Martin Lewis: money saving expert reveals the cheapest dates for supermarket shoppers to buy Christmas food
Martin Lewis says Sainsbury’s, Aldi and Lidl are set to reduce the price of Christmas food
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Martin Lewis has revealed several dates when supermarkets are likely to slash the price of food ahead of Christmas.
The finance guru, 50, from Manchester, has been offering money saving advice on his BBC Sounds podcast amid the cost of living crisis.
He told listeners that Aldi, Sainsbury’s and Lidl have released their loss leader dates, however supermarkets including Tesco, Morrison and Asda are yet to do so.
“The Christmas vegetable price war - it’s on,” Martin said.
He continued: "15p carrots, potatoes, sprouts and more. Lidl has got them from Thursday 15 December. Aldi from Sunday 18 December to Saturday 24 December.
"Sainsbury’s from Sunday the 18th of December.
"It’s at this point of the year these loss leaders are put on sale in the supermarkets to help people with their Christmas dinners to get you in store.
"Pretty much all of them do it, those are the ones that are announced so far but I expect many of the other supermarkets to pick them up soon too."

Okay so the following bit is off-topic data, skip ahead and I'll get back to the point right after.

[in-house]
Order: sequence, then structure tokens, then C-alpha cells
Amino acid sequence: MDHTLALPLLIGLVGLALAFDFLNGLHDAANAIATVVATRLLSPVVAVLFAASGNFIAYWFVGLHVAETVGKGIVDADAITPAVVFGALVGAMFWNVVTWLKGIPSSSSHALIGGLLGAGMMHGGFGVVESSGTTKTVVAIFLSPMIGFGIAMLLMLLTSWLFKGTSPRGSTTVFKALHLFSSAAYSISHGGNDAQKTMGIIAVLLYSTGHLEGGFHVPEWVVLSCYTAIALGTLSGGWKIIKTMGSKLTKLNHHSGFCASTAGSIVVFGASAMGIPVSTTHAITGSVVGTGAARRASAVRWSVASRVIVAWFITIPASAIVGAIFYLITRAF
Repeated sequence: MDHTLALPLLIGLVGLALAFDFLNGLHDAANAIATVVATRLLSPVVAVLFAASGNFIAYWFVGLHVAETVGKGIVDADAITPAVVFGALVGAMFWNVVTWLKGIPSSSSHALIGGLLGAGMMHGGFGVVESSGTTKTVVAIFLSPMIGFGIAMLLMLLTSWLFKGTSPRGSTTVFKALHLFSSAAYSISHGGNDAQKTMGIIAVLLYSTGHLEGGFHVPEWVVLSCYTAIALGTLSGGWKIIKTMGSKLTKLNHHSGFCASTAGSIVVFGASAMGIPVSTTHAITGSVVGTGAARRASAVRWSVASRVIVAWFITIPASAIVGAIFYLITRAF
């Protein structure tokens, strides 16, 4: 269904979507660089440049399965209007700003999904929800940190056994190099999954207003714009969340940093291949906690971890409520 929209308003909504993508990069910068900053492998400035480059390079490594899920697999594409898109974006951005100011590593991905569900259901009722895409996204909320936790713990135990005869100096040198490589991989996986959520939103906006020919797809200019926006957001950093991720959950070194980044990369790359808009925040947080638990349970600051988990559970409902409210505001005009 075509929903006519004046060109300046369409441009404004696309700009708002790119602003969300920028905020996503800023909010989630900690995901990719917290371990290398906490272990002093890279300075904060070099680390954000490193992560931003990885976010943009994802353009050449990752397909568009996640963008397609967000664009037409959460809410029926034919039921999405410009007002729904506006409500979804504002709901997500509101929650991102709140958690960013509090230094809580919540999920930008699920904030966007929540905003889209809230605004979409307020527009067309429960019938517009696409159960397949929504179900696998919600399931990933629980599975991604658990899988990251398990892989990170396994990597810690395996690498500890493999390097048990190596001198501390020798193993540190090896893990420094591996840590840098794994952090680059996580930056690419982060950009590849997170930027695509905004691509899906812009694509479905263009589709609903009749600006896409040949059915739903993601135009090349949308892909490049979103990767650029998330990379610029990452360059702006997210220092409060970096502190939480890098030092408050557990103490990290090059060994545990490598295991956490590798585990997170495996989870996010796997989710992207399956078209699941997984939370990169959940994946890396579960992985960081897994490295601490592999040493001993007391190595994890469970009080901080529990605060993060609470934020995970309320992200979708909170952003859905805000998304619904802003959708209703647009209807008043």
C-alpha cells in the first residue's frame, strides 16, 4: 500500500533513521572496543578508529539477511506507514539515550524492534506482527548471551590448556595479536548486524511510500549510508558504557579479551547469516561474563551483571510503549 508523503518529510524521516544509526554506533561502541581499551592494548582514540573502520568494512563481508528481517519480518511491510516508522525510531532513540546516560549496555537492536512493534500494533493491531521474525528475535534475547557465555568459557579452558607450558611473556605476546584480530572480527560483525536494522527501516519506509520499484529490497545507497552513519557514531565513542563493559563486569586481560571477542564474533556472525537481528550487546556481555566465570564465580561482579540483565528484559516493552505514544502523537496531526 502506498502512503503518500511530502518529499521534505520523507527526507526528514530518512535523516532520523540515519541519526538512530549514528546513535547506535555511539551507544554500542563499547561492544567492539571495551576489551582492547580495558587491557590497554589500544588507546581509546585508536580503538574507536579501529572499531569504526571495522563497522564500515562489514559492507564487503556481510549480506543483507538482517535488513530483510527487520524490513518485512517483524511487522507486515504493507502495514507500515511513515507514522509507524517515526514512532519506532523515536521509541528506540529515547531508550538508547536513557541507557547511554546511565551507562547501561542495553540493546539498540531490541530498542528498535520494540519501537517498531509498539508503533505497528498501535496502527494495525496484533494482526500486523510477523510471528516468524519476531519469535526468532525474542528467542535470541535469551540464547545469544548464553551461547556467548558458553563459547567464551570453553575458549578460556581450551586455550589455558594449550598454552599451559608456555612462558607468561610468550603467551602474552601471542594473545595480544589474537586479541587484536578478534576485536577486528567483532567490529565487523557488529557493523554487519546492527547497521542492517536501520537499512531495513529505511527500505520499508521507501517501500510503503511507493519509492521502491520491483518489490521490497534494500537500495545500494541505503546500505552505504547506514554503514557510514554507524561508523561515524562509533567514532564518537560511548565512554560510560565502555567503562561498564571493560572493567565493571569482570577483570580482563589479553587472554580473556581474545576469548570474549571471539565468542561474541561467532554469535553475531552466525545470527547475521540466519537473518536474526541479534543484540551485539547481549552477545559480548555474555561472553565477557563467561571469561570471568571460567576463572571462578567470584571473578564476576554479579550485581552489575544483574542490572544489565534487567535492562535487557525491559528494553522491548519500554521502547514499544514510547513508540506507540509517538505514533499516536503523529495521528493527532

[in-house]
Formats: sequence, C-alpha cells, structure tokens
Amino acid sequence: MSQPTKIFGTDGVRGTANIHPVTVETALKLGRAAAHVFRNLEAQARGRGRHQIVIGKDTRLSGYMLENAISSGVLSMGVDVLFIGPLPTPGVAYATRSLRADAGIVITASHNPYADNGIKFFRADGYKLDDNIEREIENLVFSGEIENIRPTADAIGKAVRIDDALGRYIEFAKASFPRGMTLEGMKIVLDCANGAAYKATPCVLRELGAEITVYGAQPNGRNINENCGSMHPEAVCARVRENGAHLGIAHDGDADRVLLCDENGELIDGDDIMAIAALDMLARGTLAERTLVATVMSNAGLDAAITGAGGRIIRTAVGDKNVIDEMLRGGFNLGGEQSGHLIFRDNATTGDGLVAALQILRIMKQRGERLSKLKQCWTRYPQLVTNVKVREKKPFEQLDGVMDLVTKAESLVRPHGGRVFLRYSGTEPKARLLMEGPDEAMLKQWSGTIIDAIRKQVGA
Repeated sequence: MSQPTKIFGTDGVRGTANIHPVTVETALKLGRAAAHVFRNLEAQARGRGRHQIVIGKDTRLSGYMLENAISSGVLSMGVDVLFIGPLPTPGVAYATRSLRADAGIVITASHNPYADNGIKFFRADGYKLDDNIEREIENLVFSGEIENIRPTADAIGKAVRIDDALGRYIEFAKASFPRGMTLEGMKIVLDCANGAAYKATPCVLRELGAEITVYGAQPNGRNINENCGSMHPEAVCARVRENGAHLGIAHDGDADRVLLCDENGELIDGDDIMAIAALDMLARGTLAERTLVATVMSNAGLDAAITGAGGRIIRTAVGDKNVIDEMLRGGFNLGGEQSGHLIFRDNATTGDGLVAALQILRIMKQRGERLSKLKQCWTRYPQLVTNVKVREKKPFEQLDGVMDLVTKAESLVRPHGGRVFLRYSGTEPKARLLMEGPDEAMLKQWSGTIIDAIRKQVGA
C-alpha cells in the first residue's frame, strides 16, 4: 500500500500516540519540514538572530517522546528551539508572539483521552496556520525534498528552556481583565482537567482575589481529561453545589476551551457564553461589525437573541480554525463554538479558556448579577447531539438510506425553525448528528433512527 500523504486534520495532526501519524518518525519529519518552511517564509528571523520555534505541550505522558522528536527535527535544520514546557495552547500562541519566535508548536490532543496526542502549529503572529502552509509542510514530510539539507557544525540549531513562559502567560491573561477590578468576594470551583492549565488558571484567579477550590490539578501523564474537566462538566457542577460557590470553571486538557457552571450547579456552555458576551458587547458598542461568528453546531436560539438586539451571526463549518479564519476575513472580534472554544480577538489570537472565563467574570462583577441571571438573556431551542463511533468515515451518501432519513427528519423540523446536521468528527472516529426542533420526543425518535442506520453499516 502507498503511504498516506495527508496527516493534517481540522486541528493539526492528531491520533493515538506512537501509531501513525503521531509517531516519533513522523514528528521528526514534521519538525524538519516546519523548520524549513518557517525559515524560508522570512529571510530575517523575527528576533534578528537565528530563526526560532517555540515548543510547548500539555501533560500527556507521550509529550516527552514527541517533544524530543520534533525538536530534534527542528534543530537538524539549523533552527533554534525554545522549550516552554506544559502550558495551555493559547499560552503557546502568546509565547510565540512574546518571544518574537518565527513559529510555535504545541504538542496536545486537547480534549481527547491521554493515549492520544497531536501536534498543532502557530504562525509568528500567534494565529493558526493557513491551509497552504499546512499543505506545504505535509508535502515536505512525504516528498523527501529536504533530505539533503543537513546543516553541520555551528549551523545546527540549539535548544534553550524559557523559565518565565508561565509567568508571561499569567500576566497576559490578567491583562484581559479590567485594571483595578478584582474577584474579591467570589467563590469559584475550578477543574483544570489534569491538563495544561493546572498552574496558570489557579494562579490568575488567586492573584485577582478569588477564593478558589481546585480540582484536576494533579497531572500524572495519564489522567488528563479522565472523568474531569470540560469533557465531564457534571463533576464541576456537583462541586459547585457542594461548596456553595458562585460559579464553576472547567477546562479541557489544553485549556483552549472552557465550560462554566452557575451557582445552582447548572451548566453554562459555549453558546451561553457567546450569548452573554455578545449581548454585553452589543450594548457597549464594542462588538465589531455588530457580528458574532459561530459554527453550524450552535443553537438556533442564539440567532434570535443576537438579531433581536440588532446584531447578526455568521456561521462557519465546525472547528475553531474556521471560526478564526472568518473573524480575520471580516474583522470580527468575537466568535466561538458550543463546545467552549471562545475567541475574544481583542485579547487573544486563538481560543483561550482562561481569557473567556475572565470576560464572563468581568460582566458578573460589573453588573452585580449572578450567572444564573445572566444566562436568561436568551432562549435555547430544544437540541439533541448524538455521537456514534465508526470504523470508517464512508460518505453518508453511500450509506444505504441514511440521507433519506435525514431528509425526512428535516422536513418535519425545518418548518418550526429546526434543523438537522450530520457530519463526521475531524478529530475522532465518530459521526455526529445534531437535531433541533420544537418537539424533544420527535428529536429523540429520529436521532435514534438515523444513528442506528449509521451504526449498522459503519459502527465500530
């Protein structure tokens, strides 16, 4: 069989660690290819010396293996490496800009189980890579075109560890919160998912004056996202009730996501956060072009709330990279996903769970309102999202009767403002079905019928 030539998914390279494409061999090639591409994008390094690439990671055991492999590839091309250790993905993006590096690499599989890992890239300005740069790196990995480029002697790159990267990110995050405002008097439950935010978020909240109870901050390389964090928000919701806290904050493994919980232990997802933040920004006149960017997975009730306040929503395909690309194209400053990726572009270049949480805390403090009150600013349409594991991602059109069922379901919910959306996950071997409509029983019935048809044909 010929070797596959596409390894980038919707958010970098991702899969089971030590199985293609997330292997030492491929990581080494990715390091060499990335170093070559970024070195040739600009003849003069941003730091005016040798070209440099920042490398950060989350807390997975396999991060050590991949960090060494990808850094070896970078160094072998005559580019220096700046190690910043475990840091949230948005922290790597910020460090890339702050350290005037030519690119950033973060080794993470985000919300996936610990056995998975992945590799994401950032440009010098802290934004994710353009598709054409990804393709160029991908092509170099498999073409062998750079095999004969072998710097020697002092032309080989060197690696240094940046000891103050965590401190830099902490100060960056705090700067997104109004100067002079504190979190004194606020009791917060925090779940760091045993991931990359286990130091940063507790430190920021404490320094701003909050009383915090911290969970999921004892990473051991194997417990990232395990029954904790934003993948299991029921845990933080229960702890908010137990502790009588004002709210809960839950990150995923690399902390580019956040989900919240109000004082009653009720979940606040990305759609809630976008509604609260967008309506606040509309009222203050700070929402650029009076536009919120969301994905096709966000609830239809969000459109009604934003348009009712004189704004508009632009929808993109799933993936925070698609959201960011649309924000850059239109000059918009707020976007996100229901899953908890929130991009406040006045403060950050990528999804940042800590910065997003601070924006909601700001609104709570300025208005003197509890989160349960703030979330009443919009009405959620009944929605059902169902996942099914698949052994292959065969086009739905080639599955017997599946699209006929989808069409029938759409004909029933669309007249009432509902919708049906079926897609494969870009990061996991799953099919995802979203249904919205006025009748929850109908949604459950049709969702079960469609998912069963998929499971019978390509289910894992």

The advice comes after Martin explained to podcast listeners how they can cut the cost of cooking during the Christmas period.
The money saving expert explained that the cost of heating foods depends on the number of items being cooked at a time and how long the foods are likely to take to fully cook.
Martin said: “The problem with the equation for heating equipment is for example an oven is going to be probably 1000W- 2000W.
“A microwave is 1000W for example. The difference between a microwave and an oven is a microwave, and I’m doing this from memory - I’m not an electrical engineer so give me a bit of a caveat.
“A microwave gives you consistent heat, whereas an oven is warming up to top temperature and then topping it up so it isn’t using the full wattage the whole time. They have a roughly equivalent wattage.
“But if you’re doing a jacket potato in a microwave for 10 minutes, it’s going to be far cheaper than doing a single jacket potato in an oven and keeping it on for an hour and a half.
“However if you were cooking a full roast dinner in the oven and the jacket potatoes were part of that, you’re cooking many of them, that is where it’s probably cheaper than putting five or six jacket potatoes in a microwave because for each additional object you put in a microwave, you’ll need to keep it on longer because a microwave just heats the individual object.”
He added: “The general equation is, find the wattage of an item. Remember a 1000W is a kilowatt, so work out how many kilowatts or what fraction of a kilowatt it’s using, then multiply that roughly by 34p per hour of use."